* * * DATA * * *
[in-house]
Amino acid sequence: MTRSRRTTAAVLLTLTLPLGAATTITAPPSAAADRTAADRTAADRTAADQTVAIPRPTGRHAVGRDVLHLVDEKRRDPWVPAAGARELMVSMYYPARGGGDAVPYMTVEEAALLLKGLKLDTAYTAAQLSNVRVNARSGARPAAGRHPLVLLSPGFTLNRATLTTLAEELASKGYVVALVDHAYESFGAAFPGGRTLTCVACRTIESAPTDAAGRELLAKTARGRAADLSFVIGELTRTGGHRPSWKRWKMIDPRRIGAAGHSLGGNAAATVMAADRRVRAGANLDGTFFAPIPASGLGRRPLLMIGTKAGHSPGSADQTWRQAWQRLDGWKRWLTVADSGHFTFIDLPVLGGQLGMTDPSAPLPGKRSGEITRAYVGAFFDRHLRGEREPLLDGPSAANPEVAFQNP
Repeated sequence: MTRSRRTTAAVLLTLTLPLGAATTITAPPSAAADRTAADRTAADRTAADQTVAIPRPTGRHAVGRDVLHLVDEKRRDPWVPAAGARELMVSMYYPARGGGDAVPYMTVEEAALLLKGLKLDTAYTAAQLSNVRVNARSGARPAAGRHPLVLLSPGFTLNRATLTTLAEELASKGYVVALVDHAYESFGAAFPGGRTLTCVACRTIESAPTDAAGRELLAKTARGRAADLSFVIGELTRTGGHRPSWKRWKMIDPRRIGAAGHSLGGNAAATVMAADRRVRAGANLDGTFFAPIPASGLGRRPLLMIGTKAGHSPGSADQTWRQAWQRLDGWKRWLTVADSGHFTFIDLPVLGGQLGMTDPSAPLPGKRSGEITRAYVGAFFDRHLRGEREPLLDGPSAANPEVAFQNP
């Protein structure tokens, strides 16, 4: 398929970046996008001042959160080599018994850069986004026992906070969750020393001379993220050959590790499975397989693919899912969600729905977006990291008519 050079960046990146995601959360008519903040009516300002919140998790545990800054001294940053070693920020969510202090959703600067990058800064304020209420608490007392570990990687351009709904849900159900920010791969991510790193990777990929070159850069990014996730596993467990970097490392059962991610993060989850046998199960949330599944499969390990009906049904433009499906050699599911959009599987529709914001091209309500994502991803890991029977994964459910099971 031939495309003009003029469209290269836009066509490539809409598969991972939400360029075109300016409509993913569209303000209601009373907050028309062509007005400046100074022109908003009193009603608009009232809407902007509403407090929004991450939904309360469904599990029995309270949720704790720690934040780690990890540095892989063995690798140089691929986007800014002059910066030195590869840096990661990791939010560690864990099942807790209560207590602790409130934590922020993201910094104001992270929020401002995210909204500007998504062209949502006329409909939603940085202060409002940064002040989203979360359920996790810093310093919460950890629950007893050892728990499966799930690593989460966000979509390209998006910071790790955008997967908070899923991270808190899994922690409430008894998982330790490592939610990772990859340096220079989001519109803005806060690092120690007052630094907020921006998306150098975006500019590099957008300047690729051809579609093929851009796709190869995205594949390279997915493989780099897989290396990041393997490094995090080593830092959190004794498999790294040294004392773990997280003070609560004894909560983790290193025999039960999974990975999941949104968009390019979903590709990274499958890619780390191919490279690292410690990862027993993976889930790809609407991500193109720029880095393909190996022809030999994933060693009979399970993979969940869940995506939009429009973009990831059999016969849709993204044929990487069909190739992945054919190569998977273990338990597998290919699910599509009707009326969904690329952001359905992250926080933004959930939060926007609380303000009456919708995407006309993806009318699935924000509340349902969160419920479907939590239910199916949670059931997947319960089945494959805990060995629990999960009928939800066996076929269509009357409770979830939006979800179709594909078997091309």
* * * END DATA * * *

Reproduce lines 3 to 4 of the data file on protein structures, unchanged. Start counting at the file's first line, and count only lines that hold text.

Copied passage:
Repeated sequence: MTRSRRTTAAVLLTLTLPLGAATTITAPPSAAADRTAADRTAADRTAADQTVAIPRPTGRHAVGRDVLHLVDEKRRDPWVPAAGARELMVSMYYPARGGGDAVPYMTVEEAALLLKGLKLDTAYTAAQLSNVRVNARSGARPAAGRHPLVLLSPGFTLNRATLTTLAEELASKGYVVALVDHAYESFGAAFPGGRTLTCVACRTIESAPTDAAGRELLAKTARGRAADLSFVIGELTRTGGHRPSWKRWKMIDPRRIGAAGHSLGGNAAATVMAADRRVRAGANLDGTFFAPIPASGLGRRPLLMIGTKAGHSPGSADQTWRQAWQRLDGWKRWLTVADSGHFTFIDLPVLGGQLGMTDPSAPLPGKRSGEITRAYVGAFFDRHLRGEREPLLDGPSAANPEVAFQNP
């Protein structure tokens, strides 16, 4: 398929970046996008001042959160080599018994850069986004026992906070969750020393001379993220050959590790499975397989693919899912969600729905977006990291008519 050079960046990146995601959360008519903040009516300002919140998790545990800054001294940053070693920020969510202090959703600067990058800064304020209420608490007392570990990687351009709904849900159900920010791969991510790193990777990929070159850069990014996730596993467990970097490392059962991610993060989850046998199960949330599944499969390990009906049904433009499906050699599911959009599987529709914001091209309500994502991803890991029977994964459910099971 031939495309003009003029469209290269836009066509490539809409598969991972939400360029075109300016409509993913569209303000209601009373907050028309062509007005400046100074022109908003009193009603608009009232809407902007509403407090929004991450939904309360469904599990029995309270949720704790720690934040780690990890540095892989063995690798140089691929986007800014002059910066030195590869840096990661990791939010560690864990099942807790209560207590602790409130934590922020993201910094104001992270929020401002995210909204500007998504062209949502006329409909939603940085202060409002940064002040989203979360359920996790810093310093919460950890629950007893050892728990499966799930690593989460966000979509390209998006910071790790955008997967908070899923991270808190899994922690409430008894998982330790490592939610990772990859340096220079989001519109803005806060690092120690007052630094907020921006998306150098975006500019590099957008300047690729051809579609093929851009796709190869995205594949390279997915493989780099897989290396990041393997490094995090080593830092959190004794498999790294040294004392773990997280003070609560004894909560983790290193025999039960999974990975999941949104968009390019979903590709990274499958890619780390191919490279690292410690990862027993993976889930790809609407991500193109720029880095393909190996022809030999994933060693009979399970993979969940869940995506939009429009973009990831059999016969849709993204044929990487069909190739992945054919190569998977273990338990597998290919699910599509009707009326969904690329952001359905992250926080933004959930939060926007609380303000009456919708995407006309993806009318699935924000509340349902969160419920479907939590239910199916949670059931997947319960089945494959805990060995629990999960009928939800066996076929269509009357409770979830939006979800179709594909078997091309």